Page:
Wild horses, antelope, and sheep — oh, my!
I flew from Grand Canyon Airport to Page Municipal Airport (at Lake Powell) again yesterday.
Each time I make this trip, I follow pretty much the same route, hugging the southeast corner of the Grand Canyon Special Flight Rules Area (SFRA) until I get to the Little Colorado River Gorge and then heading pretty much due north. I wind up just outside the SFRA near Marble Canyon so I can show off Navajo Bridge and Lees Ferry before a quick flight past Horseshoe Bend, the Glen Canyon Dam, and Wahweap Marina. If the wind is in my favor, I can touch down at Page within an hour of departure from Grand Canyon. The same distance by car would take about 2-1/2 to 3 hours.
The terrain for most of this flight — from the Little Colorado River Gorge north, in fact — is high desert — technically the famous “Painted Desert” — and relatively barren. There are, however, some interesting features if you look hard for them. Since I’m always trying to point out interesting things for my passengers to see, I look very hard.
Ruins are relatively common. Round rock foundations are the remains of ancient hogans. (This area is on the Navajo reservation.) There are also the remains of animal enclosures, usually build with the same rock. There are complete hogans, some of which may still be occupied for at least part of the year, and ranches with hogans, sheds, outhouses, animal enclosures, and other buildings. All of these things are scattered across an immense landscape that takes more than 30 minutes to cross at 120 miles per hour.
There are also animals.
One of the questions I’m asked quite often by passengers is whether I see wildlife from the helicopter. I do, but not so often as to make it a common occurrence. It depends on where I’m flying, what time of day it is, and how hard I’m looking for wildlife.
Take antelope, for example. There are a few “prairies” north of I-40 and west of Mt. Kendricks in northern Arizona where, if I look hard enough, I can usually spot a herd of antelope. I know where to look and I remember to look. They’re hard to spot because their color matches the terrain so well. It usually takes movement to spot them. When I see them and point them out, my passengers never see them at first. I have to slow down, turn around, and drop a few hundred feet as we approach the herd. That gets them running a bit so my passengers can see them. As soon as they’re spotted — and photographed, if the passengers remember to whip out a camera — I move away. It’s not my goal to terrify the antelope population of northern arizona by buzzing them with a helicopter.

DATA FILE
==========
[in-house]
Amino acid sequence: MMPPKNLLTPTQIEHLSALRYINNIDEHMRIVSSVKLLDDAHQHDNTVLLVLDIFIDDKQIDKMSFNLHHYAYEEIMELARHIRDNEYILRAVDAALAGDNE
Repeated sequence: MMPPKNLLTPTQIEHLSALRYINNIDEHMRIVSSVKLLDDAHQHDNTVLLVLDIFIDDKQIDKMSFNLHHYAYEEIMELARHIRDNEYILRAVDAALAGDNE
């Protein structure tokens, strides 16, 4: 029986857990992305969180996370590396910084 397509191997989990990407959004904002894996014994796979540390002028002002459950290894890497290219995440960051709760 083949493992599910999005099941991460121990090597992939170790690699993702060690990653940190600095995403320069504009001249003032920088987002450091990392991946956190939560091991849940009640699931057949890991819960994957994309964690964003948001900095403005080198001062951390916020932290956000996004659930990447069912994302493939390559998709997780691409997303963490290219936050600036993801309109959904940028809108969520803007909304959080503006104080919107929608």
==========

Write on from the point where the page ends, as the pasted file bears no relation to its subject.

(When I flew at the Grand Canyon, I always saw at least one elk a day in the forest on one of my first or last flights for the day. My passengers never saw them and, since swooping around to show them wasn’t possible, I simply stopped pointing them out. It would be my own private treat.)
There are wild horses in numerous places throughout Arizona. I wrote a bit about them here. They’re also on the route I take from the Grand Canyon to Page. Today, my passengers and I spotted at least four herds of them — the most ever. They’re a lot easier to spot than antelope because of their size and color. But they’re also a lot easier to confuse with cattle. I look for long legs and long, thick tails.
There are domesticated sheep in various places throughout northern Arizona. We flew over a good-sized herd tended by four dogs today. They were a lot farther south than I expected — I usually see them farther north. This could be a different herd, of course. There were about 50 animals in that herd and the dogs did a pretty good job of keeping them together, even when my helicopter spooked them. (Yes, I had to do a circle for my passengers to see them; they were pretty small.)
In the past, I’ve also seen javelinas (pronounced have-a-leenas) from the air. They’re usually in herds of a dozen or more animals and I’ve only spotted them when I was alone, flying a lot lower than I do with passengers on board.
Of course, I don’t have photos of any of this. I’m flying and my hands are usually busy. My passengers never seem to remember to send me their shots. But one of these days, I’ll have some photos to share.